You know that’s a tactic that big companies try to do to get people to flock to them. Console makers do it all the time. Certain big publishers do it to varying degrees in the PC field: some publish on Steam as well but some really large names do all their business exclusively through their digital storefronts. You probably knew of Epic’s moves in advance—that would explain your recent adjustments to revenue sharing for popular titles. I get it, you want to prevent the big boys from packing up and striking it out on their own.
Yes, some indies are (rightfully) upset that they’re not getting any breaks. But I see the cold business logic as well. You need to keep the latest and greatest big titles on your store in order to keep customers. You’re not a charity. Still, I know you have a cunning plan for maintaining your primacy in the PC space. People like to joke about Valve Time and your aloof nature but I think it’s plain enough to see if you’ve been following closely your engagement with Linux.
Though we make up a little less than 1% of the Steam market share, we’ve gotten a disproportionate amount of attention from you. Timothy Arceri, Samuel Pitoiset, Andres Rodriguez, Daniel Shürmann and others have been paid by you to contribute to Mesa. Pierre-Loup Griffais has been very active in sorting out things like Proton and generally making gaming on Linux better. And, of course, Keith Packard has been a very busy man getting VR to work well on Linux. I check the Mesa mailing list almost daily and often see something being contributed by one of your affiliated devs. Do forgive me if I forgot any other big names but my memory isn’t what it used to be.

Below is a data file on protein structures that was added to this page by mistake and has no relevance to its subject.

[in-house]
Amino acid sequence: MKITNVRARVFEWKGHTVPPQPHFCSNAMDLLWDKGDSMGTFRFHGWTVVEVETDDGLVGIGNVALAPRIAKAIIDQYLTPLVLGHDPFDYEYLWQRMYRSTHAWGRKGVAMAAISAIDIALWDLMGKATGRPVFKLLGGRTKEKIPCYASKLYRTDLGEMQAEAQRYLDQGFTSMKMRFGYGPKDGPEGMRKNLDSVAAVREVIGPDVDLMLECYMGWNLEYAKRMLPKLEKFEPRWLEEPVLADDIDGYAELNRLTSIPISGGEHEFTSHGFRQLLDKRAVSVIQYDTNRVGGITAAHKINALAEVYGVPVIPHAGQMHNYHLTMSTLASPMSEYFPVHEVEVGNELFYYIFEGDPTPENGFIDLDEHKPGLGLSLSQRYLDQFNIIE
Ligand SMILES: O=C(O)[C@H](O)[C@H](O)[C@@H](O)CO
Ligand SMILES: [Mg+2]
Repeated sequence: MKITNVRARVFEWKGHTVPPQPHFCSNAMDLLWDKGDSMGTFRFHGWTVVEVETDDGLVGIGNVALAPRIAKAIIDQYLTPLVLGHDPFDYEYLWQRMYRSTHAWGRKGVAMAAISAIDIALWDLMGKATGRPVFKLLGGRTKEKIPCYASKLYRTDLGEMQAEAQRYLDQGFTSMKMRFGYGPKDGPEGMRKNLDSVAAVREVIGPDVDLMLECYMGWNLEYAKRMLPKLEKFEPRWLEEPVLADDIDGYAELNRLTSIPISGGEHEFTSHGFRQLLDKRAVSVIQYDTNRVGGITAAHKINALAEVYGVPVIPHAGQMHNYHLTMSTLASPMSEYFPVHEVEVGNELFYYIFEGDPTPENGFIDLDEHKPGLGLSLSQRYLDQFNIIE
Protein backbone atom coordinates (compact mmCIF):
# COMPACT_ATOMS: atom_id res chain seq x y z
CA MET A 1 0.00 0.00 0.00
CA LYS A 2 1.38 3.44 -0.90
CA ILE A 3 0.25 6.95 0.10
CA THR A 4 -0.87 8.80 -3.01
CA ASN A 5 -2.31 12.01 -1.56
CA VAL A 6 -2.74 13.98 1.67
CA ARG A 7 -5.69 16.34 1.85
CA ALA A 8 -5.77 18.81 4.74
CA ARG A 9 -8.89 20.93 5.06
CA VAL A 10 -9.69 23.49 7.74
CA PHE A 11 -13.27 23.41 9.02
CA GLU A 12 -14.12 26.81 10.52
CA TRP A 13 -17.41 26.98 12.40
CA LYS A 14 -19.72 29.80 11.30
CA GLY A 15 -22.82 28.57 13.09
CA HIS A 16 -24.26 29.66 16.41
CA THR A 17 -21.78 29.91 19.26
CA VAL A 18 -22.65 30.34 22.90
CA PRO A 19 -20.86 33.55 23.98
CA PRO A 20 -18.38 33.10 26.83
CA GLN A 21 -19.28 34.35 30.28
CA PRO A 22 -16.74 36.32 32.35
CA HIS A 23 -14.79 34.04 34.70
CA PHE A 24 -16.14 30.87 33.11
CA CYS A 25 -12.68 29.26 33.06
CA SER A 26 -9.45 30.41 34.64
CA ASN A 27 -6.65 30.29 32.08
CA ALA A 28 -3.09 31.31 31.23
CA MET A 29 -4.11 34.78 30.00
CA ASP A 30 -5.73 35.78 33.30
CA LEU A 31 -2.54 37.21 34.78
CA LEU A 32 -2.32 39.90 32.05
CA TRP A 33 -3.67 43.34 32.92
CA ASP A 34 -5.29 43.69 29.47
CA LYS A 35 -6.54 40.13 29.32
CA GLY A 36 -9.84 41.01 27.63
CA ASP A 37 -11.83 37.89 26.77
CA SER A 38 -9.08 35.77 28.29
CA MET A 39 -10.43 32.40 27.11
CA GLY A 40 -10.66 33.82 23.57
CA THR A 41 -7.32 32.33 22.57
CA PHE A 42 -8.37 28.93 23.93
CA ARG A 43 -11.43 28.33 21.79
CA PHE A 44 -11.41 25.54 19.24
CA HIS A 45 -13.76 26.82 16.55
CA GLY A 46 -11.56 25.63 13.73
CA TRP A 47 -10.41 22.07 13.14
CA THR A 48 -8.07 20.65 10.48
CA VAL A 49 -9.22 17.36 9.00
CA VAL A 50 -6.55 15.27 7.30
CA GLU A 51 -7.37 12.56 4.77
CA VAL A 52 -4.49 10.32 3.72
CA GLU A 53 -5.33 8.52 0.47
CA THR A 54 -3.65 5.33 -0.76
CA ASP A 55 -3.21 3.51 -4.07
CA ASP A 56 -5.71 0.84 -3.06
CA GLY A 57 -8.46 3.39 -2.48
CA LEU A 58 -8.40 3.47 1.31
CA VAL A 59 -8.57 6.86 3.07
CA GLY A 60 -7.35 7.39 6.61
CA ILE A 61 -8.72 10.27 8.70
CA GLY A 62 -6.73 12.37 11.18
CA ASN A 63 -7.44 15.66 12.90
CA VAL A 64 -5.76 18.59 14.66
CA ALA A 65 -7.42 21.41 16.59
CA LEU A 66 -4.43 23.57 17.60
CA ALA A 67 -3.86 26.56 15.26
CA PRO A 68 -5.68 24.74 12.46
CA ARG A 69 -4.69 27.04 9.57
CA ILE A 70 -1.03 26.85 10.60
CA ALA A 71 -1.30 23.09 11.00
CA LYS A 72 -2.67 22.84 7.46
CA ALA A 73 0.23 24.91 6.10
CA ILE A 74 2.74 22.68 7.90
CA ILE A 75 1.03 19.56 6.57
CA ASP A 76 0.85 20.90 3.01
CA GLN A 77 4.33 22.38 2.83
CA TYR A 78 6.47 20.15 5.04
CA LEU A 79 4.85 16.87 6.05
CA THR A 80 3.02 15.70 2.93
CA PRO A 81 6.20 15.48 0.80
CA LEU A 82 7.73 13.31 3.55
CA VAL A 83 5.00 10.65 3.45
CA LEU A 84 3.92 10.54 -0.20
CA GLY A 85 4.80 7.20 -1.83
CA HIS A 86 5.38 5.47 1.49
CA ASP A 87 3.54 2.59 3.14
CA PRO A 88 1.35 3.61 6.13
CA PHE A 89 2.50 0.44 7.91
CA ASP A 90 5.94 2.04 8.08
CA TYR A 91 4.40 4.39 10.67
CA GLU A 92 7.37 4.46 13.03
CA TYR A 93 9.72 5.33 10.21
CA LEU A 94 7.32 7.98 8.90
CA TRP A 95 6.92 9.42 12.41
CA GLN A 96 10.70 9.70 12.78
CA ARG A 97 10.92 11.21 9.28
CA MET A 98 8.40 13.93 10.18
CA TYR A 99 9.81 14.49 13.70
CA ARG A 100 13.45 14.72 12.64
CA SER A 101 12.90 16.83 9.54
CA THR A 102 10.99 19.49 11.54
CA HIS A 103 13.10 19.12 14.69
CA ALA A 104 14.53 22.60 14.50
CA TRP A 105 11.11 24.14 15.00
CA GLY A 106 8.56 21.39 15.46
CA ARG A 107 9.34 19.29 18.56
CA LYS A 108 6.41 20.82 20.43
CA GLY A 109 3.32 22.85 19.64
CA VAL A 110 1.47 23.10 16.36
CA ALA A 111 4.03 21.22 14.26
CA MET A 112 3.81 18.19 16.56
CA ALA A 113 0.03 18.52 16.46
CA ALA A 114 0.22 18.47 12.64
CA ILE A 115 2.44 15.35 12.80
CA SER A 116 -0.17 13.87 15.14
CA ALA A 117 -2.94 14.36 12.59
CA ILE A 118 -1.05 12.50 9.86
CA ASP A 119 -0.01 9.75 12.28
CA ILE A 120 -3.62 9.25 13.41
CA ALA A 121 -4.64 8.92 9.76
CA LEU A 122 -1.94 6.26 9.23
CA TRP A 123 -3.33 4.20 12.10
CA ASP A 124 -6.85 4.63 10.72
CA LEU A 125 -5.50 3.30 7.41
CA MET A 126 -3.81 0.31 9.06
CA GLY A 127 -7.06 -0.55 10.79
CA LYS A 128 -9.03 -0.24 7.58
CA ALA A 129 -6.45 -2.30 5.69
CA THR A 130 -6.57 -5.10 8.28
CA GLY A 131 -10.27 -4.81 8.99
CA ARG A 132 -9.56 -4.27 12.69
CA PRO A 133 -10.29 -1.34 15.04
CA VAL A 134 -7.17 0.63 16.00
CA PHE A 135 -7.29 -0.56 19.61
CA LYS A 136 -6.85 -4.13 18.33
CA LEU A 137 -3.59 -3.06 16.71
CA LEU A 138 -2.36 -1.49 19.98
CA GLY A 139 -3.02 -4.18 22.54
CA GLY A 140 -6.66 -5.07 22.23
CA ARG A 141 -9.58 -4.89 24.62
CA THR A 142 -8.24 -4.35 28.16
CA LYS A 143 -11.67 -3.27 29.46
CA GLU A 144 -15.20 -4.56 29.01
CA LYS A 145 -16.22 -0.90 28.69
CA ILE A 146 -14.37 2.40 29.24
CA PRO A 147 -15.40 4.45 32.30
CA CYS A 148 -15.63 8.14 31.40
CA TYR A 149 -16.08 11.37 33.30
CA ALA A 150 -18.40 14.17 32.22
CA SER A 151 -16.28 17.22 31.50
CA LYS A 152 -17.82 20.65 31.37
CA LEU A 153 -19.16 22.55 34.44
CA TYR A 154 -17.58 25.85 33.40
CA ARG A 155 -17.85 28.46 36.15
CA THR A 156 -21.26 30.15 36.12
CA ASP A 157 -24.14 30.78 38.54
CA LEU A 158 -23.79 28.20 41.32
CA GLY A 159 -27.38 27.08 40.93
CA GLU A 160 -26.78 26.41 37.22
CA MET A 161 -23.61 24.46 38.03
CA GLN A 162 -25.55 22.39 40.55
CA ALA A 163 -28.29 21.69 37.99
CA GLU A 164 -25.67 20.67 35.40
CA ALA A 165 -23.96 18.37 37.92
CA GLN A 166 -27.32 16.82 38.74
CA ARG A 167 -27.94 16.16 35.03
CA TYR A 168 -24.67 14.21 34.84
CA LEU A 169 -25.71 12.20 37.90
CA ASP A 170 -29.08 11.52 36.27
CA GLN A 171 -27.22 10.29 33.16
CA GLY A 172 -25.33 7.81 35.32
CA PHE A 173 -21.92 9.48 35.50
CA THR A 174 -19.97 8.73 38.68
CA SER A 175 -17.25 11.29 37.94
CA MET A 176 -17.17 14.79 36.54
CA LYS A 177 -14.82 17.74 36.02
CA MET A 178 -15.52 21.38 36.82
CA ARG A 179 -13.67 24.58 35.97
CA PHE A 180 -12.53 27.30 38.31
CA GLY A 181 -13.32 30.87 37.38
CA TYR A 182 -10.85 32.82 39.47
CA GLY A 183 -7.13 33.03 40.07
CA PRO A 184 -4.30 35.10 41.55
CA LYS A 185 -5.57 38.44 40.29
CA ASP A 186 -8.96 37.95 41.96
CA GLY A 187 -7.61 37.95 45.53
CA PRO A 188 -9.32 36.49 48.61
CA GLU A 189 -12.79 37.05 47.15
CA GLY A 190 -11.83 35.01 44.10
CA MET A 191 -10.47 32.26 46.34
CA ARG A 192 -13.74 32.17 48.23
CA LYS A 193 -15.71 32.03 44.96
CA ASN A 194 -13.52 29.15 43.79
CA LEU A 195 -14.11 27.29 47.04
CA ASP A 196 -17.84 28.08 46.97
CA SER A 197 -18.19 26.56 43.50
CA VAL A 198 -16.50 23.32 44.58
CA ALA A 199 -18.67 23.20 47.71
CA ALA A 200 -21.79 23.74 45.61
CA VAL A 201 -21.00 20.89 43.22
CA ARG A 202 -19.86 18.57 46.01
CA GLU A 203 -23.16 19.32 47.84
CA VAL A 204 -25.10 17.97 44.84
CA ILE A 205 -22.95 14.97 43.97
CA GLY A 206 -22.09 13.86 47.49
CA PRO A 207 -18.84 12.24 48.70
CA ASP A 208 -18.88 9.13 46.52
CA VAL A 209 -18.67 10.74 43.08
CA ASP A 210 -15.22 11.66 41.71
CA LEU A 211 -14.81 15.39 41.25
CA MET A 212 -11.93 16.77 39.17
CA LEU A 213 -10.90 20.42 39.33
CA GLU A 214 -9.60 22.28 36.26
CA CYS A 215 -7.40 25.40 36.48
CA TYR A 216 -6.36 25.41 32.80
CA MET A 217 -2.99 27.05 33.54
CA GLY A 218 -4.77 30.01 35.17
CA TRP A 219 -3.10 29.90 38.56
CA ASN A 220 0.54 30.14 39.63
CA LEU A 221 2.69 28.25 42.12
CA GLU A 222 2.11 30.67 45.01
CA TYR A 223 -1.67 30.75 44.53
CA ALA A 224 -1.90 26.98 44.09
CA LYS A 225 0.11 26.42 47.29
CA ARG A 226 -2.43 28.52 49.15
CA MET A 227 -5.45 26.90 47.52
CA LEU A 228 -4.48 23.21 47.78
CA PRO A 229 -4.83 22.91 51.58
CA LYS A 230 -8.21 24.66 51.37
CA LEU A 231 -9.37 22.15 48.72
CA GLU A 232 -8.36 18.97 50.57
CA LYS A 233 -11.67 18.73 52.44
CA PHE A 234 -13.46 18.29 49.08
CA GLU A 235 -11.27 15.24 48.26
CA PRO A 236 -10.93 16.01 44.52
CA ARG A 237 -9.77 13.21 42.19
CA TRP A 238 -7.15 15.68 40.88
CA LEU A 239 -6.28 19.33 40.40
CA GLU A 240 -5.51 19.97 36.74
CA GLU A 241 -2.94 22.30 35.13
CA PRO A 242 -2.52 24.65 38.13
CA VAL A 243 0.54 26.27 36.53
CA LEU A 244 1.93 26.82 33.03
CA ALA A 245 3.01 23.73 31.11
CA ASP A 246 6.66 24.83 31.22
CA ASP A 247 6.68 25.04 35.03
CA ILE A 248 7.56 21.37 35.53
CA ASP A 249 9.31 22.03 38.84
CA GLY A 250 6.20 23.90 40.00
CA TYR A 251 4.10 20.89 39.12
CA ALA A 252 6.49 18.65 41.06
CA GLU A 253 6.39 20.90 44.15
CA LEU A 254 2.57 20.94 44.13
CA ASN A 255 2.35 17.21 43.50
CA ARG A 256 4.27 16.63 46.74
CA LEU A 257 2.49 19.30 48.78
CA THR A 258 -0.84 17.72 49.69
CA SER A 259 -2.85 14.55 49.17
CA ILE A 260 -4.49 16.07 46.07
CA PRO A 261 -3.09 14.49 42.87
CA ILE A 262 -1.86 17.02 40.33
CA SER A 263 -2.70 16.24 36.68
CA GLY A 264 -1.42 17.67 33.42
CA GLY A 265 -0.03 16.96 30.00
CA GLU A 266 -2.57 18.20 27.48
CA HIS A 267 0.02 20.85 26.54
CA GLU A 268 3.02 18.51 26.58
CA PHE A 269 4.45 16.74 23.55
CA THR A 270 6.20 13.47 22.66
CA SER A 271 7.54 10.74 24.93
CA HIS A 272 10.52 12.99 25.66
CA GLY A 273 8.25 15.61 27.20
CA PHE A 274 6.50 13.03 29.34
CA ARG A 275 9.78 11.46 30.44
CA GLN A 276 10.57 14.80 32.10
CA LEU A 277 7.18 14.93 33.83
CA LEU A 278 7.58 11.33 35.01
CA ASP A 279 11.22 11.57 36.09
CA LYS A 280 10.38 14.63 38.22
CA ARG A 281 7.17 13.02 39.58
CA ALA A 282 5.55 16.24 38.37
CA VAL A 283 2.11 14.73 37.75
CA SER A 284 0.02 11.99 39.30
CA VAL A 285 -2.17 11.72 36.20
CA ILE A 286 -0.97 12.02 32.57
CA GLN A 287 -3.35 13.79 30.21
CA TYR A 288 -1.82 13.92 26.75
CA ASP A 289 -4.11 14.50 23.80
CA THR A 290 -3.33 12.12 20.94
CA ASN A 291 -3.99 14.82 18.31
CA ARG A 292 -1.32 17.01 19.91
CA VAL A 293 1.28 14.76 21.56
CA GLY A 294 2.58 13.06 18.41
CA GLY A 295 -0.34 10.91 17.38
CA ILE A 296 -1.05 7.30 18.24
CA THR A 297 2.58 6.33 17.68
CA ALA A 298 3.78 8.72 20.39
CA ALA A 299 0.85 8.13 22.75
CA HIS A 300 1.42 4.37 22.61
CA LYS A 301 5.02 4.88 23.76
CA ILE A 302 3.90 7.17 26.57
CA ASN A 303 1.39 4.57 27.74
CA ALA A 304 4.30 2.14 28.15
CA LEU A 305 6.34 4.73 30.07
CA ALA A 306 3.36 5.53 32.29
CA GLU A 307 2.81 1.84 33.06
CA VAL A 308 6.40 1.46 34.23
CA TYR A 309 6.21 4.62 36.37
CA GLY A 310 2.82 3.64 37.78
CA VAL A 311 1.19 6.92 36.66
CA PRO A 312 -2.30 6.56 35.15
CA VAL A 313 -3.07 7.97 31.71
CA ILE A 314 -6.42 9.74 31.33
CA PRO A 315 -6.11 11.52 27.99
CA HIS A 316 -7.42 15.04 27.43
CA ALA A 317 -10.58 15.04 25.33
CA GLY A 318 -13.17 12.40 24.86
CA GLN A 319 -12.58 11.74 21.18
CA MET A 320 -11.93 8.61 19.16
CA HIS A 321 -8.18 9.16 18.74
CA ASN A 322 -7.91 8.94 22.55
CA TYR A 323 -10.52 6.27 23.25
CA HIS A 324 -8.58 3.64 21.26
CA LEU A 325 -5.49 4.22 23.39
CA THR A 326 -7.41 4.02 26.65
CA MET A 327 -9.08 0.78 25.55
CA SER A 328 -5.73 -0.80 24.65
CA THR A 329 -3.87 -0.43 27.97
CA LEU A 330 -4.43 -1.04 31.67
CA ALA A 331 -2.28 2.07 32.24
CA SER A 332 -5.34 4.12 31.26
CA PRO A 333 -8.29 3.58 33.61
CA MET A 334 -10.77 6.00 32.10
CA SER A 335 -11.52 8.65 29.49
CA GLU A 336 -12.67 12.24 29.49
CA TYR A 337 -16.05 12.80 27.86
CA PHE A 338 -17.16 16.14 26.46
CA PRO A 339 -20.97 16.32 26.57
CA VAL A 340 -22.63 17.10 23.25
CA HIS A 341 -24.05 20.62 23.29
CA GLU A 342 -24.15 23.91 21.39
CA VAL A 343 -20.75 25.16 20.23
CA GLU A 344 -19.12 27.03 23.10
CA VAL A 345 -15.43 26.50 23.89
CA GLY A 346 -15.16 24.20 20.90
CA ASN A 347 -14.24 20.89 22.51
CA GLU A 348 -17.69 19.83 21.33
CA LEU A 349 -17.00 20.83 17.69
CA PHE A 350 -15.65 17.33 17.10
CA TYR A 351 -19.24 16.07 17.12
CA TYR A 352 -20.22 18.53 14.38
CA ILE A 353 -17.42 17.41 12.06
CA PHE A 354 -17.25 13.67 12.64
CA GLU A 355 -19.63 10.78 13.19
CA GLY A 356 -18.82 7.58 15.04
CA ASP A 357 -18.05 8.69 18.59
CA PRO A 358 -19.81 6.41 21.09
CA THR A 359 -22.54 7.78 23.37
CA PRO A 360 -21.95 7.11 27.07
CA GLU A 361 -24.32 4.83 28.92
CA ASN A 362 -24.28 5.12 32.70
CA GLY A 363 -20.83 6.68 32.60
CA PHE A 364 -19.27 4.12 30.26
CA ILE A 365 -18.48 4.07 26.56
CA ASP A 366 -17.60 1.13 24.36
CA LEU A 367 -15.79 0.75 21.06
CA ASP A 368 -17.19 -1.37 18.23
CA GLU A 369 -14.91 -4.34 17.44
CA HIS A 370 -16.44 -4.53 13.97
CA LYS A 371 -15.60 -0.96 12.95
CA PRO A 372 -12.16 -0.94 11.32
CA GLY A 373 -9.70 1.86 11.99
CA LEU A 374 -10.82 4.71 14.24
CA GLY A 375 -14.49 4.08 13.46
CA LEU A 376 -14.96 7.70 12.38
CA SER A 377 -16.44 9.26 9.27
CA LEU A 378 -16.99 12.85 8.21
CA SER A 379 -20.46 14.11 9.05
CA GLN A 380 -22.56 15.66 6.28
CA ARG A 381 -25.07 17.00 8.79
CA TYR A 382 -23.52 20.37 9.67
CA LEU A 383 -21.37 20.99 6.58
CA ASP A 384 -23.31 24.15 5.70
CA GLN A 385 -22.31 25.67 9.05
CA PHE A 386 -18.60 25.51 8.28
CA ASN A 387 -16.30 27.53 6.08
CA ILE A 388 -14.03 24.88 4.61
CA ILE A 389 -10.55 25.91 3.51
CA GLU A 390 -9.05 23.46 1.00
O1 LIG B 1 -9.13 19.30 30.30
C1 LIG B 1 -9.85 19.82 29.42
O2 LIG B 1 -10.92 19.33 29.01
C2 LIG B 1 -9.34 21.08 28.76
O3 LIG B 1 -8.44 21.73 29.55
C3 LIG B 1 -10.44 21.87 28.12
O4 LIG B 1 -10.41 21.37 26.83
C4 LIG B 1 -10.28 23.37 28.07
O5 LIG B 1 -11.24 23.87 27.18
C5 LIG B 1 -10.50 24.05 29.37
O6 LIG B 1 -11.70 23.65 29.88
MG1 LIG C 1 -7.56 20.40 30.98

My, and Proton? You worked with Codeweavers, Wine, and Philip Rebohle, the person behind DXVK. And you’re working with Ethan Lee in order to get FAudio sorted. That likely took a level of resources and commitment that most companies would not bother with—the advantage you have is that you’re privately-owned and doesn’t have to answer to shareholders who want short-term returns. You’re playing the long game. You recognized that the only way an open platform thrives is by making sure that the programs that everyone knows and love work well and as painlessly as possible. The objective there isn’t to get everyone to switch because of Proton, but make the barrier of entry as low as possible. Realistically the thousands of Windows-only games that have been released on Steam won’t be ported in their entirety anytime soon. It simply doesn’t make financial sense for the developers and publishers.